SA, Moza trade firms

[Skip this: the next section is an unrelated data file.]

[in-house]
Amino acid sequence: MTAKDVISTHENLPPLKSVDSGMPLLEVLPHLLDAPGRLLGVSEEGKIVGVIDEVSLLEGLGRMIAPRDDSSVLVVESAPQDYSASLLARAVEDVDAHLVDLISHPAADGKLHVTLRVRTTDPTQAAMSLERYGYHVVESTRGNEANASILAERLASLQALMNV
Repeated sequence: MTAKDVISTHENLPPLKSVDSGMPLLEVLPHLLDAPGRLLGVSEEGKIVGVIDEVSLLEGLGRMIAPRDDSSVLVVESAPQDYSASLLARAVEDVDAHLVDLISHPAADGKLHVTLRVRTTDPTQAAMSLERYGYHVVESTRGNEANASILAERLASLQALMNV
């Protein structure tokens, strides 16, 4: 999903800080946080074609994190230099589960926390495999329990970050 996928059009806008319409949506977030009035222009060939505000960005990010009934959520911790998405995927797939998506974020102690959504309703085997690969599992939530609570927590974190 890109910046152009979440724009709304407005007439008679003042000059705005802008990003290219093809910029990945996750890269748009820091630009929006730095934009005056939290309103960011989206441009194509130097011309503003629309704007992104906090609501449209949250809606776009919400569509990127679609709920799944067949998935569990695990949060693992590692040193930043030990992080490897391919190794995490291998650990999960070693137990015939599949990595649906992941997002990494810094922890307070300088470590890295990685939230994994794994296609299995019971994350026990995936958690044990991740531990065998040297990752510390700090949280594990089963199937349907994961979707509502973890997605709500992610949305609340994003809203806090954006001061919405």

The country is exporting 50 percent of its products to South Africa, making its neighbour its biggest trading partner. Economic adviser to Mozambique’s ministry of industry and commerce, Sergio Carlos Macamo, told delegates at the PriceWaterhouseCoopers South Africa/Mozambique investment seminar in Nelspruit that Mozambique was also importing 50 percent of its products from its neighbour. The partnership between the two countries stems from the R25 billion Maputo Development Corridor that was initiated in 1996 and has already resulted in the massive upgrading of transport infrastructure between the two countries. The N4 toll road links Gauteng to Maputo harbour, which is closer to Gauteng than the Durban port. Macamo said Mozambique was offering attractive investment packages and had preferential access to European and United States markets. “We have also made it easy for private businesses to invest in our country through simplifying industrial and commercial licensing,” he told the seminar. Mozambican companies, he said, were looking for partners in glass, textile and rubber ventures. Macamo said there were also vast opportunities for South African investors in mega projects such as coal mining, bio-diesel manufacturing, aluminium and the refurbishment of railway lines. David Robbetze, the chief executive officer of the South Africa/Mozambique chamber of commerce, said the risk of investing in Mozambique was small. Robbetze said Mozambique was politically stable, had a positive relationship with South Africa. He acknowledged that land ownership and transport were limited, and skilled labour was short. According to the head of the linkages division of Mozambique’s Investment Promotion Centre, Antonio Macamo, the country’s economy had been growing at 8,2 percent since 1998. “Our infrastructure is under massive improvement, and there is ample availability of natural resources such as coal, land and natural gas,” Macamo said. Meanwhile, repairs to the railway between Malawi and the northern Mozambican port of Nacala, damaged in a storm last week, will take at least a month to complete, according to a report in an issue of the Maputo daily Noticias. Torrential did not only sweep away ballast from under the tracks ‘ they also opened an enormous crater at kilometre 421, between the stations of Malema and Nataleia, west of Nampula city. For 15 metres the line now dangles in mid-air, with a drop of six metres to the bottom of the crater. Sources in the Northern Development Corridor (CDN), the consortium that manages the Nacala line, said repairing such major damage woud take at least 30 days ‘ possibly longer if rains continued. There was a second cut in the line at kilometre 443, but here the damage was fairly minor, and CDN technical teams were able to repair it at the weekend. CDN also hopes to erect an “alternative structure” to allow goods trains to and from Malawi to use the line, despite the crater. This would involve installing a number of concrete pillars under the tracks on the damaged portion of the line, which could support the weight of a goods train. In another development, the final obstacles to the transfer of the Cahora Bassa dam on the Zambezi river to Mozambican ownership have now been overcome, according to Mozambique’s Energy Minister, Salvador Namburete. The minister has announced that the technical negotiations between Mozambican and Portuguese teams in Maputo have reached a successful conclusion, thus making it possible for the final agreement on the dam to be signed. The date for the agreement will depend on the availability of Mozambican President Armando Guebuza and Portuguese Prime Minister Jose Socrates. Namburete spoke to the Press jointly with the head of the Portuguese delegation, the Secretary of State for Finance, Carlos Costa Pina, announcing the end of the negotiations. “The two countries will later agree the date for the formal signature in Mozambique of the documents resulting from the negotiations”, said Namburete. Costa Pina struck a more cautious note, stressing the need “to act prudently and without haste”. The Mozambican authorities had hoped that the final deal would be signed in December, and the nature of the “technical details” that delayed matters was still far from clear. Mozambique and Portugal had signed a memorandum of understanding on Cahora Bassa in November last year, during Guebuza’s first official visit to Portugal. Under that memorandum, control of the company that operates the dam, Hidroelectrica de Cahora Bassa (HCB), would pass from Portuguese into Mozambican hands. Currently the Portuguese state holds 82 percent of the shares in HCB, and the Mozambican state has a minority holding of 18 percent. The November agreement sought to reverse this: Mozambique would end up with an 85 percent stake, and the Portuguese holding would be reduced to 15 percent. This would depend on paying Portugal U$950 million – $US250 million from HCB’s own funds, while the Mozambican government would have to find the other US$700 million. If the letter of the memorandum had been followed strictly, then the final agreement should have been signed by 17 December last year and the first payment for the dam should have been made in January this year. Last week’s “technical negotiations” followed a second visit by Guebuza to Lisbon ‘ for the inauguration of the new Portuguese President, Anibal Cavaco Silva. While in Lisbon, Guebuza took the opportunity, on 9 March, for discussions with Socrates, which seems to have broken the logjam.